[I7] Property "Is" or "Can Be"

Hey all. Yet another in my round of badgering. Consider this code:

[code]The Learning Lab is a room.

A case is a kind of container.
A case can be openable.
A case is usually closed.

A glass box is a case in the Learning Lab.
A lead box is a case in the Learning Lab.[/code]
This compiles but does not allow a case to be opened. The command “OPEN GLASS BOX”, for example, results in “It isn’t something you can open.” So the “can be openable” was clearly not working. You also can’t do this:

A case is open.


A case can be open.

Same thing: both compile but cases can’t be opened. I can change line 4 above to this:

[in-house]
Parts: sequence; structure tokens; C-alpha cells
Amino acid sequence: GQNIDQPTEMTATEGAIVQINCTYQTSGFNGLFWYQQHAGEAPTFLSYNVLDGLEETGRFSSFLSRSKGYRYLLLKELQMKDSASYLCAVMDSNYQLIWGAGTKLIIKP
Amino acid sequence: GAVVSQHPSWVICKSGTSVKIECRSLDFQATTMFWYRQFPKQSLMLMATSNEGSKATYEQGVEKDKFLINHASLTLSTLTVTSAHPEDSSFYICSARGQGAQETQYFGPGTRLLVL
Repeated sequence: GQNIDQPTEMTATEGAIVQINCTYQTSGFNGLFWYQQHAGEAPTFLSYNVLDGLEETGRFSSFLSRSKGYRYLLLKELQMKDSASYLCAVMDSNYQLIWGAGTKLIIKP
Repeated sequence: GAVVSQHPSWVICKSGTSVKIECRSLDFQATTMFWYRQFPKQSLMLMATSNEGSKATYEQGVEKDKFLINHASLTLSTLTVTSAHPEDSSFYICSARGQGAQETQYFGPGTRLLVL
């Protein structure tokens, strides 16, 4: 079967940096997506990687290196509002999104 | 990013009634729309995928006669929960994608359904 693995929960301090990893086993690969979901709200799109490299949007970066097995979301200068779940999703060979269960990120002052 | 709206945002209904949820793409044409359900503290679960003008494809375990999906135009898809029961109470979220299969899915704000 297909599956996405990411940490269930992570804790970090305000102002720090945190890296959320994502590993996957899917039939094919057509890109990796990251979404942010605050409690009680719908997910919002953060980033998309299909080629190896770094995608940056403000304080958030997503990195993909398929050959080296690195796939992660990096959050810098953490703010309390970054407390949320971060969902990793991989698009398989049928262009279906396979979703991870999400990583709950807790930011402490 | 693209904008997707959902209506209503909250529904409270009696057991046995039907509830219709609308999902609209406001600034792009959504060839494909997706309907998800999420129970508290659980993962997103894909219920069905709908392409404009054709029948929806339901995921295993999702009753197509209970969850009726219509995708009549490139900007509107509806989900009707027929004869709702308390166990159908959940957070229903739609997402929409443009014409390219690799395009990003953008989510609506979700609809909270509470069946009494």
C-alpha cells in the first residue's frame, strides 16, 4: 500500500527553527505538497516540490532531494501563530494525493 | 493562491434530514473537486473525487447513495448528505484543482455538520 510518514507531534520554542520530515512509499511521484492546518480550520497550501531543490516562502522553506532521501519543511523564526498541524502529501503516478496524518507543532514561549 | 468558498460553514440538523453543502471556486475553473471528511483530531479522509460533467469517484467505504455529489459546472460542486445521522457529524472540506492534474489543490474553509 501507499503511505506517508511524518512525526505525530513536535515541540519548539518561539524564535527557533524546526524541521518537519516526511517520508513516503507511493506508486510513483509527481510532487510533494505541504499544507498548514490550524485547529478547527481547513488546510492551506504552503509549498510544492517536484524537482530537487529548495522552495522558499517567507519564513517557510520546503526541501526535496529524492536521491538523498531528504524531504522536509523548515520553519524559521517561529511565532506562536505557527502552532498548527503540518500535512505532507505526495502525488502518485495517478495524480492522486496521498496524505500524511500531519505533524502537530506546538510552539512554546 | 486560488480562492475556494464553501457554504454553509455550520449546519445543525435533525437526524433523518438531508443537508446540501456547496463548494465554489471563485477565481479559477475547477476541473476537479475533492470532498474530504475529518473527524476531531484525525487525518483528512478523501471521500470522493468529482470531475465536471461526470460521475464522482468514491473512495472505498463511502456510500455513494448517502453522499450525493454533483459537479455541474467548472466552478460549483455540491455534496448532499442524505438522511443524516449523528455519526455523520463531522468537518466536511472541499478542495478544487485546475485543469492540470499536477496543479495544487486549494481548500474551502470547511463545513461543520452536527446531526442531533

A case is openable.

That allows the opening of cases to work just fine. So clearly “can be openable” is not the same as “is openable”. That might make sense since “can be” may imply some ambiguity. But then consider the following:

A case can be open or closed.

That statement also does not work in the sense that while this compiles, this still does not allow the cases (glass box or lead box) to be opened. So again, “can be” seems to not be the way to word things. And yet … you can do something like this:

A light source is a kind of thing. A light source can be switched on or switched off. A flashlight is a light source in the Learning Lab.
In that case, the use of “can be” works just fine in that “TURN ON FLASHLIGHT” works.

Does the material above that does not work make sense to you? (As in: “Well, duh. Of course that doesn’t work, you utter fool!”)